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Full Text: CDT President & CEO Alexandra Reeve Givens’ Tech Prom 2023 Remarks

On November 2, 2023, CDT Hosted Tech Prom, the annual social event bringing together policymakers, educators, civil society advocates, government representatives, corporate partners, and the public.

Following is the full text of CDT President and CEO Alexandra Reeve Givens, as delivered:


On behalf of all of us at CDT, welcome! We couldn’t be more thrilled to have you with us during yet another landmark week for tech policy.

This week: 

  • The U.S. laid out an ambitious, whole-of-government approach to the responsible development of AI
  • OMB issued binding guidance for federal agencies’ use of the technology. 
  • 10 leading foundations committed over $200 million to strengthen civil society’s engagement on AI.
  • The US Senate continued its bipartisan insight forums 
  • The G7 issued its AI Governance Code of Conduct
  • Global leaders convened at the UK AI Safety Summit to chart a course for research & risk-based policies. (I’m thrilled to be with you after leaving that UK Summit just this morning.) 

This busy AI cycle illustrates the value of the community that’s gathered in this room tonight. Throughout the UK Summit, participants called for concrete steps to address AI risks and advance responsible innovation. No company is going to do that work alone – and government can’t regulate in a vacuum. We need a robust community of experts, civil society voices, and policymakers working together to develop standards, norms, and legislative and regulatory protections to build a future we can trust.

At CDT, we’re committed to driving that collaborative engagement – and to advancing actionable solutions for the effective governance and regulation of AI. Last week, we announced a new AI Governance Lab to do exactly that – and we’re thrilled that the Lab’s new team is here with us tonight.

We bring this ethos across all of our work, and we’re honored to do it with this community at a momentous time across tech policy areas. 

The Supreme Court has now granted cert in three cases involving the future of online speech. Each case grapples with the relationship between government and social media services in online content moderation and trust & safety. 

CDT is making clear the need for social media services to be able to moderate content on their platforms without governments chilling those decisions – from addressing hate speech to harassment, to election disinformation and more. At the same time, we’re stressing the essential need for the government, independent researchers and social media companies to be able to share information about online threats – the issue at the heart of the Murthy v. Missouri case – even as the government cannot cross a First Amendment line and coerce companies into removing content. 

Right now, independent researchers who study mis- and dis-information are under attack, including people in this room: facing Congressional subpoenas, lawsuits, and online threats. As a tech policy community – everyone here tonight – we must condemn these attacks. We must also reject the current trend of devaluing trust & safety functions, which remain an essential tool to building internet services that users want. The timing couldn’t be more urgent. We are heading into one of the most consequential election years in modern history, with 2 billion people going to the polls next year. We’ve seen the playbook of malicious actors  – and we must do better than we did in the past.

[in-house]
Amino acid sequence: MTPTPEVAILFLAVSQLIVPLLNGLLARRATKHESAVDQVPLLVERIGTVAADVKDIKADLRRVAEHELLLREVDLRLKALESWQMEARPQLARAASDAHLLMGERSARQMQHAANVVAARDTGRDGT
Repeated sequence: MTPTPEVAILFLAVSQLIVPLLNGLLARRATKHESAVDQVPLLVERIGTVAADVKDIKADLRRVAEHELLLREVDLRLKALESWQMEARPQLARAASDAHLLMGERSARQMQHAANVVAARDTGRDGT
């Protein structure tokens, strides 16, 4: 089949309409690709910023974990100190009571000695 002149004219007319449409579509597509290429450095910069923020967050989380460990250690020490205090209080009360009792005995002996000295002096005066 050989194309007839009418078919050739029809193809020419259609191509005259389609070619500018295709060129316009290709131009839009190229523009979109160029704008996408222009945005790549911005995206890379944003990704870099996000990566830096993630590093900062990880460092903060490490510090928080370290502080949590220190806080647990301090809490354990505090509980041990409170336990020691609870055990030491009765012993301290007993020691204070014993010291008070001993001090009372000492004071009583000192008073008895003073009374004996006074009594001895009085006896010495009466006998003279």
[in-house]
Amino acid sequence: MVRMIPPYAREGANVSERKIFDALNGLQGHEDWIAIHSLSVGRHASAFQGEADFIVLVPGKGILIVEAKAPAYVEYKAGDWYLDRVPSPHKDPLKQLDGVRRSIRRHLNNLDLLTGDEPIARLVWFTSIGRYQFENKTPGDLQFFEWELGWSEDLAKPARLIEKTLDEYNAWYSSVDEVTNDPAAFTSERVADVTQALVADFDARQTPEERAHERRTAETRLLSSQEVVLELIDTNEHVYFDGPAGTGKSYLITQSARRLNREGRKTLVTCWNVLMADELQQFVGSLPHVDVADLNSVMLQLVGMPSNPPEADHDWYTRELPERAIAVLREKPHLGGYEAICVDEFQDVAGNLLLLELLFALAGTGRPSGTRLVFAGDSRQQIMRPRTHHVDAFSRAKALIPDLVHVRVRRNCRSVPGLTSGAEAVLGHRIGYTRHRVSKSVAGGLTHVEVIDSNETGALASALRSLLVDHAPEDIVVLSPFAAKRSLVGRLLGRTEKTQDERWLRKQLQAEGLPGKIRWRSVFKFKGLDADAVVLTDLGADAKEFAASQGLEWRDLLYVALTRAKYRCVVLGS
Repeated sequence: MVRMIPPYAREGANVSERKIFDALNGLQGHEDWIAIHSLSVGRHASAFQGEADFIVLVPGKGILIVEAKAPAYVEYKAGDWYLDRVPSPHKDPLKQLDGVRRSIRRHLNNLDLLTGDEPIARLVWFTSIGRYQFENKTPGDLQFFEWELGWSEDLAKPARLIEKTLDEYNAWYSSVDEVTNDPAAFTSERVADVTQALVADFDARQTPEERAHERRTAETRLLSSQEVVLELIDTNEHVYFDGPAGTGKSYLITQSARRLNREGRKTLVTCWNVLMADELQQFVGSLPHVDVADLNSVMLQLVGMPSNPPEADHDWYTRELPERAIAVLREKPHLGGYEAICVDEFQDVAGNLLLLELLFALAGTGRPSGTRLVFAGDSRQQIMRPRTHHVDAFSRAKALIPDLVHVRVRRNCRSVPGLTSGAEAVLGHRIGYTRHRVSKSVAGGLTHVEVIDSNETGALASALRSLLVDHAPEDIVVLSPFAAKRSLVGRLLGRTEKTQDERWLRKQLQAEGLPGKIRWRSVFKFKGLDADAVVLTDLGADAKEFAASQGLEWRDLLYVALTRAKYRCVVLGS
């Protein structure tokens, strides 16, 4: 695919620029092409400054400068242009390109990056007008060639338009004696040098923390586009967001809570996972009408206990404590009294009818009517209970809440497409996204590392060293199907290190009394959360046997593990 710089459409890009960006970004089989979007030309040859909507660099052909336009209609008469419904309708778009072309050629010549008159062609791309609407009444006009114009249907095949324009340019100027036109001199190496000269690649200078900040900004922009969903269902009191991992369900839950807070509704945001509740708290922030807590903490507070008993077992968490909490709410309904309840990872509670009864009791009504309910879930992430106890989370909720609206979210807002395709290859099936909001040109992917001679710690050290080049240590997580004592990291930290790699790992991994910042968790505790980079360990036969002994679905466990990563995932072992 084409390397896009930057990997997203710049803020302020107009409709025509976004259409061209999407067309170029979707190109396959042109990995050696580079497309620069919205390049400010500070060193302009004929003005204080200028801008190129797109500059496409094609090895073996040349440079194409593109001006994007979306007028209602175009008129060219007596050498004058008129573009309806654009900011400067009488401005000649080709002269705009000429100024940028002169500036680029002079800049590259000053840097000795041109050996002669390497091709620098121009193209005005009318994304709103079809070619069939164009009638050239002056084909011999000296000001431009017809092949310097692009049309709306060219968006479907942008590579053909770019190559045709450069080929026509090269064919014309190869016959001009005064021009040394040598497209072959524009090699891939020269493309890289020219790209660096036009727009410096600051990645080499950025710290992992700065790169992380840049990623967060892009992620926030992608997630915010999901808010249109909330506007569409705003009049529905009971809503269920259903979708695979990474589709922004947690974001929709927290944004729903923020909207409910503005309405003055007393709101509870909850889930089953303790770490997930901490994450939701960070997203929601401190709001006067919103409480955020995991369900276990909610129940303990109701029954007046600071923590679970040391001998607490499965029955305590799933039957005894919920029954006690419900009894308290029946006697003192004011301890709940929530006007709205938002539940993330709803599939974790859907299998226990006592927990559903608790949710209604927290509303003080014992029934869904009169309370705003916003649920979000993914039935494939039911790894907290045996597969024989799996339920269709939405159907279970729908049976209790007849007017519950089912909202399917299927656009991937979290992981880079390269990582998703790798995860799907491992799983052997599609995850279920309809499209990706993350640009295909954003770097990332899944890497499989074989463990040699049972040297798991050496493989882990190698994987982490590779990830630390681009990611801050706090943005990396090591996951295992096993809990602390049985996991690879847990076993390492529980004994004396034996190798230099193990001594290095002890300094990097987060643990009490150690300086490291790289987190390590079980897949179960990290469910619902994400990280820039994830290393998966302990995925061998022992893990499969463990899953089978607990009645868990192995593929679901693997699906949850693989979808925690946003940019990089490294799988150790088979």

As we fight for an internet that users want, CDT remains laser-focused on protecting people’s privacy. Even in this AI hype cycle, CDT is keeping up its fight for meaningful consumer privacy laws! We’re also leading new work imagining a future where online advertising protects people’s privacy while allowing news sites and other online businesses to thrive.

We’re keeping up the fight to defend end-to-end encryption and the promises of privacy and security that it brings for journalists, human rights defenders, and ordinary people around the world. We’re working to limit unchecked government surveillance, as Congress moves to reauthorize Section 702.

Meanwhile, our civic technology team is reshaping the dialogue about how the technology used in government services and in schools must support – and protect the rights of – the people those programs are meant to serve.

We’re proud to do this & so much more in community with all of you. In addition to our phenomenal U.S. team, some of CDT Europe’s staff is here this evening! We’re proud to have doubled CDT Europe’s size this year as the EU’s legislative activities reshape tech practices not only in Europe but around the world.

We’re honored to have CDT alumni here this evening (in their own CDT lounge!) – along with our Board, Advisory Council, and Fellows! 

To the diverse foundations, corporate and individual donors who make our work possible, we’re deeply grateful to you. 

In addition to being a fun party, Tech Prom is a benefit that raises over 10% of CDT’s budget for the year to fuel the good work we do – so thank you all for being part of it. 

Now back to the Prom!